Jeffrey Kegler > Marpa-R3-4.001_042 > Marpa::R3::Tutorial2
Source   Latest Release: Marpa-R3-4.001_044

NAME

Marpa::R3::Tutorial2 - Marpa Tutorial 2

Synopsis

```    use Marpa::R3;

my \$dsl = <<'END_OF_DSL';
Calculator ::= Expression action => ::first

Factor ::= Number action => ::first
Term ::=
Term '*' Factor action => do_multiply
| Factor action => ::first
Expression ::=
Expression '+' Term action => do_add
| Term action => ::first
Number ~ digits
digits ~ [\d]+
whitespace ~ [\s]+
END_OF_DSL

my \$grammar = Marpa::R3::Scanless::G->new(
{
semantics_package => 'My_Actions',
source            => \\$dsl
}
);
my \$recce       = Marpa::R3::Scanless::R->new( { grammar => \$grammar } );
my \$input       = '42 * 1 + 7';

if ( my \$ambiguous_status = \$recce->ambiguous() ) {
chomp \$ambiguous_status;
die "Parse is ambiguous\n", \$ambiguous_status;
}

my \$value_ref = \$recce->value;
my \$value = \${\$value_ref};

my ( undef, \$values ) = @_;
my ( \$t1, undef, \$t2 ) = @{\$values};
return \$t1 + \$t2;
}

sub My_Actions::do_multiply {
my ( undef, \$values ) = @_;
my ( \$t1, undef, \$t2 ) = @{\$values};
return \$t1 * \$t2;
}```

Description

Overview

This document contains a second tutorial of the Scanless interface (SLIF), which demonstrates a lower level of method calls. These lower level calls allow access to more of Marpa's features. For example, users will need to use the lower level calls

• to use SLIF parse events;
• to examine the values of multiple parses of an ambiguous parse;
• and to get finer control of the response to Marpa errors.

This uses the same extremely simple calculator as the tutorial in the landing page. Most of the code is exactly the same in fact, and we will skip it. Here is what is new:

Marpa::R3::Scanless::R::new

`    my \$recce = Marpa::R3::Scanless::R->new( { grammar => \$grammar } );`

`Marpa::R3::Scanless::R::new` creates a new SLIF recognizer. Its arguments are references to hashes of named arguments. In this example the first named argument is the required argument: "`grammar`". The value of the `grammar` named argument must be a Marpa::R3 SLIF grammar.

The second argument is optional, but you will use it frequently. The "`semantics_package`" named argument tells Marpa in which Perl package to look for the closures implementing the semantics for this grammar.

```    my \$input = '42 * 1 + 7';

To parse a string, we use the `Marpa::R3::Scanless::R::read()` method. In its simplest form, as here, the `Marpa::R3::Scanless::R::read()` method takes a reference to a string containing the input stream as its argument.

Checking for a premature end

```    die "Read ended after \$length_read of ", length \$input, " characters"

Most premature endings occur when a parse is exhausted. A parse is "exhausted" when there is no possible way for it to continue on to success. Premature parse exhaustion is thrown as a failure by the `Marpa::R3::Scanless::R::read()` method, and it is not necessary to check for it explicitly.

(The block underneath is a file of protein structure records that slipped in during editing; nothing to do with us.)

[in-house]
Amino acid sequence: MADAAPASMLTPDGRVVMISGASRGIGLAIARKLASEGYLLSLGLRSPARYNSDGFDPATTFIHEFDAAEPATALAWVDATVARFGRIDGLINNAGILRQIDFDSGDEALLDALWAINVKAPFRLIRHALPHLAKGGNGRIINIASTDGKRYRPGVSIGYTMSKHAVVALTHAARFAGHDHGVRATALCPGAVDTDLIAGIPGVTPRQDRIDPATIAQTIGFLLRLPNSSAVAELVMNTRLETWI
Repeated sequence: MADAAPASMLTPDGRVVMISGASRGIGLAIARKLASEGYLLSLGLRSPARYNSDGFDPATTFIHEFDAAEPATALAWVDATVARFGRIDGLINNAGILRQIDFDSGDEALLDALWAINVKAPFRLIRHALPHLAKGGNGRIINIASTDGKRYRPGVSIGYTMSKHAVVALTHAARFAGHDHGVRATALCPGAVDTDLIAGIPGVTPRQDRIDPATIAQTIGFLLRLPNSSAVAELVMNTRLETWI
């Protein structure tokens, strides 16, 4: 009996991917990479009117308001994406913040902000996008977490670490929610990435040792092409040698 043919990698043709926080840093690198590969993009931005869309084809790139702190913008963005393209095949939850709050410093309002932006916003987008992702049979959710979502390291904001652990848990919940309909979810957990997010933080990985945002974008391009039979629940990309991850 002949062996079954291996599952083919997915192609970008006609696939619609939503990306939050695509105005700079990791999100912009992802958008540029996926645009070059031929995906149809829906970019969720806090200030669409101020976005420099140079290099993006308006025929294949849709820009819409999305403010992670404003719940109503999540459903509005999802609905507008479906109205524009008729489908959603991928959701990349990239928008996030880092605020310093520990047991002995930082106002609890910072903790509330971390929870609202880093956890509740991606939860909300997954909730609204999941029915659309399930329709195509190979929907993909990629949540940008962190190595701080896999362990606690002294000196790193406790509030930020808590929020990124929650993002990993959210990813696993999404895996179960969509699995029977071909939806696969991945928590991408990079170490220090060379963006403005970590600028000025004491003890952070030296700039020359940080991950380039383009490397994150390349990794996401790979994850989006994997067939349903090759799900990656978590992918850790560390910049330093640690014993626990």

There are other premature endings that are not necessarily failures, and which therefore are not thrown. These are Marpa's SLIF parse events. SLIF parse events are an advanced feature, and are described elsewhere. In this example, any premature ending caused by the triggering of a SLIF parse event will be caused by stray parse events -- unexpected parse events due to a mistake in writing the DSL.

Programming a stray parse event is a programming mistake that you are not likely to make, so arguably this check is not really necessary. There are no SLIF parse events, stray or otherwise, in this example. But this check is included for completeness, and as an example of a cautious programming style.

Checking for an ambiguous parse

```    if ( my \$ambiguous_status = \$recce->ambiguous() ) {
chomp \$ambiguous_status;
die "Parse is ambiguous\n", \$ambiguous_status;
}```

Much more likely than stray SLIF parse events are ambiguous parses -- parses where the input can be parsed in two or more ways. Ambiguous parses are not necessarily a problem -- some applications may not care about them. Other applications, as an advanced technique, actually exploit ambiguity,

Beginners should regard an ambiguous parse as a sign of trouble. The existence of ambiguous parses should be tolerated only if you understand the kind of ambiguity that exists in your grammar, and only if you know that ambiguities of that kind will not cause trouble. The above code uses the recognizer's `ambigous()` method to spot ambiguous parses. The `ambigous()` method returns the empty string if there was exactly one parse. If there was no parse, the `ambigous()` method returns a string stating that. If there were two or more parses, the `ambigous()` method returns a string describing the ambiguity.

Marpa::R3::Scanless::R::value

```    my \$value_ref = \$recce->value;
my \$value = \${\$value_ref};```

The `Marpa::R3::Scanless::R::value()` method returns a reference to the parse result's value, if there was a parse result. If there was no parse result, `Marpa::R3::Scanless::R::value()` returns `undef`. This code does not check for the case where there is no parse result, because we already performed that check along with the check for ambiguity.

The value of the parse is exactly the same, and computed in exactly the same way, as in the previous tutorial.

```  Marpa::R3 is Copyright (C) 2017, Jeffrey Kegler.